The Trump administration recently rolled back protections for African lions, releasing new guidelines that allow hunters to bring trophies from animals killed in parts of Africa into the U.S., according to updated rules released by the U.S. Fish and Wildlife Service.
Wildlife officials began issuing permits for lion trophies from Zimbabwe and Zambia sometime last month, ABC News reported on Thursday, pointing to a new page on the FWS website that details the regulations and calls hunting a “conservation tool.” Trophies from wild and wild-managed lions from South Africa are also acceptable under the import rules, and hunts from Mozambique, Namibia and Tanzania are under review.
The news comes the same week the White House came under fire over its plans to lift a ban on the import of elephant trophies from Zimbabwe and Zambia, a decision that was announced not by a federal agency but via a news release from a trophy hunting advocacy group, Safari Club International.
Allowing hunters to import elephant and lion trophies is a direct rollback of two Obama-era regulations meant to protect the species. In 2014, the White House banned elephant trophy imports from Zimbabwe, citing a lack of data on conservation efforts. And in 2016 lions were officially listed under the U.S. Endangered Species Act, and tighter restrictions were placed on the imports of hunting trophies.
Wayne Pacelle, president of The Humane Society of the United States, published a blog post slamming the move and saying the change cast the federal government as “a promoter of trophy hunting” in an interview with The Guardian.
“The Interior Department and the government of Zimbabwe (whoever is in charge) are rolling out the red carpet for the next Walter Palmer, the Minnesota dentist who lured a famous and beloved lion, Cecil, out of a national park and shot and wounded him with an arrow,” Pacelle wrote on Thursday. “The outrage factor is almost beyond compare for us at The HSUS.”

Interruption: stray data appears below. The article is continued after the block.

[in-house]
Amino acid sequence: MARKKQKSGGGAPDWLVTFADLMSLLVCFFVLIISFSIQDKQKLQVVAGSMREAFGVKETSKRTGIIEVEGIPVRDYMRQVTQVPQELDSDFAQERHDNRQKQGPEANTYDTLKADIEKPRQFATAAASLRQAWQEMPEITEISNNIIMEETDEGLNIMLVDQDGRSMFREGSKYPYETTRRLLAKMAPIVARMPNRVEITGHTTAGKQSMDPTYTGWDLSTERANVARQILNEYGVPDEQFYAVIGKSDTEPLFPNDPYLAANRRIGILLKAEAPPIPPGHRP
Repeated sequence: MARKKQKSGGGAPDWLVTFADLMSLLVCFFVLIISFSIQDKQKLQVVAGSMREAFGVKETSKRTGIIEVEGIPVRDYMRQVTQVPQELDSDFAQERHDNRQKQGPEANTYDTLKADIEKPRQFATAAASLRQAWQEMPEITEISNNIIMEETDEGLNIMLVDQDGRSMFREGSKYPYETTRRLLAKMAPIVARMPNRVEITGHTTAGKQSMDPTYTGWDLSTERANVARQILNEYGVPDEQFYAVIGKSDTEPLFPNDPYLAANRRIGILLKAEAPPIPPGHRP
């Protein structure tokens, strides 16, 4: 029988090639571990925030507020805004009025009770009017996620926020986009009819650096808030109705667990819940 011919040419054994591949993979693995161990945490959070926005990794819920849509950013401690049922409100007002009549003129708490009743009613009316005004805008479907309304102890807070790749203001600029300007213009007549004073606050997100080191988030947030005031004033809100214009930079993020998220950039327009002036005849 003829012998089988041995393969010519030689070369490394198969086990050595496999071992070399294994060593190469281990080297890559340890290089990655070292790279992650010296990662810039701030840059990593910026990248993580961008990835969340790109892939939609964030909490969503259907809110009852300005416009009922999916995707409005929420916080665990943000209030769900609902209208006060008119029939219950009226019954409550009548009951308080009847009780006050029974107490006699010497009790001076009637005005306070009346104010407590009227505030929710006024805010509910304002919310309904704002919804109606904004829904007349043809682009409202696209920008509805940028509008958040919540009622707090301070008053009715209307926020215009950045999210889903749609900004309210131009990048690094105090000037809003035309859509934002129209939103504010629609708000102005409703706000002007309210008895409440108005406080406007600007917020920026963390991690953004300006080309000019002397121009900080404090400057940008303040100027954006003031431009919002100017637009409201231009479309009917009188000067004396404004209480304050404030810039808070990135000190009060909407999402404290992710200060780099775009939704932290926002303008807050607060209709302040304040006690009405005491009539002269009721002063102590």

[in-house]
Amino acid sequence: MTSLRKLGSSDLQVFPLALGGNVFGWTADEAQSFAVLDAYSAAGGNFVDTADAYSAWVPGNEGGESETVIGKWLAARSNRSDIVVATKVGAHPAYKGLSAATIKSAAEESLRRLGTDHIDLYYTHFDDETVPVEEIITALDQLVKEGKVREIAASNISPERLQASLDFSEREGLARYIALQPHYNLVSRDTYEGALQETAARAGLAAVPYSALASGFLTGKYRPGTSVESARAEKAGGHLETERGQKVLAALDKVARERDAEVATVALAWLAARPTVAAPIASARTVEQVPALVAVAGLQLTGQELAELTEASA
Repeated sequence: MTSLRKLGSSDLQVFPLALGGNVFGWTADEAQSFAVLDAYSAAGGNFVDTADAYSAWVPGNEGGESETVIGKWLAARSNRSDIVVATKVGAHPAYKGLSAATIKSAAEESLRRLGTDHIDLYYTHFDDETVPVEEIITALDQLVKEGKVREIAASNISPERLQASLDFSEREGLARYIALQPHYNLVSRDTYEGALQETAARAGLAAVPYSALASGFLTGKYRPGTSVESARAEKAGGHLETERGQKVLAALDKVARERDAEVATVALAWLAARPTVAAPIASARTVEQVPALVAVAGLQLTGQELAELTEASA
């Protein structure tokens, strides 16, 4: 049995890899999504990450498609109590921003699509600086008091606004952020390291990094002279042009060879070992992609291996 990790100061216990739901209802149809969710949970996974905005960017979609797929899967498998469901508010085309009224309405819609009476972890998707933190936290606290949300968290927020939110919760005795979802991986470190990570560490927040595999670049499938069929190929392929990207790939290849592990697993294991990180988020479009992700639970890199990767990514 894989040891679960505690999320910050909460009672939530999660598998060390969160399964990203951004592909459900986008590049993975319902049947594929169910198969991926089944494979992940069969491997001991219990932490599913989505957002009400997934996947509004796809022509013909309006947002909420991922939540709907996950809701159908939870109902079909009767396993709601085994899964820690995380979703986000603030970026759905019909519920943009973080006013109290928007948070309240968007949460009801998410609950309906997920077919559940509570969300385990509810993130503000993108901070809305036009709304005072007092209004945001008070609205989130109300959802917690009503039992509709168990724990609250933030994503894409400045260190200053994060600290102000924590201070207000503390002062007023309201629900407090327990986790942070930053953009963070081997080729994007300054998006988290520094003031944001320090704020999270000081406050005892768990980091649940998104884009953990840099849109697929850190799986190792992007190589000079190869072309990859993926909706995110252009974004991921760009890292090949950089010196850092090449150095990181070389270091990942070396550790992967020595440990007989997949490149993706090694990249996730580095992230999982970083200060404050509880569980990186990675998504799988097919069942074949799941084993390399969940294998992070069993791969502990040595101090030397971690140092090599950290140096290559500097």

President Donald Trump sons Donald Trump Jr. and Eric Trump are big game hunters. Trump Jr. has traveled to Africa to hunt, and a photo that surfaced in 2012 shows him holding the severed tail of an elephant he shot and killed. Another photo shows the two brothers posing with a slain leopard.
Following the killing of Cecil in 2015, Pacelle noted, more than 40 airlines banned the transport of wildlife trophies on their planes. He also hinted that the Humane Society would sue the federal government.
“African elephants and African lions drive billions of dollars of economic activity in Africa. But they drive that activity only when they are alive. Killing them deducts from their populations, diminishes wildlife-watching experiences for others, and robs the countries of Africa of its greatest resources,” he said.
“The folly that the killing helps lions and elephants is just that ― pure folly. We’ll see the agency in court.”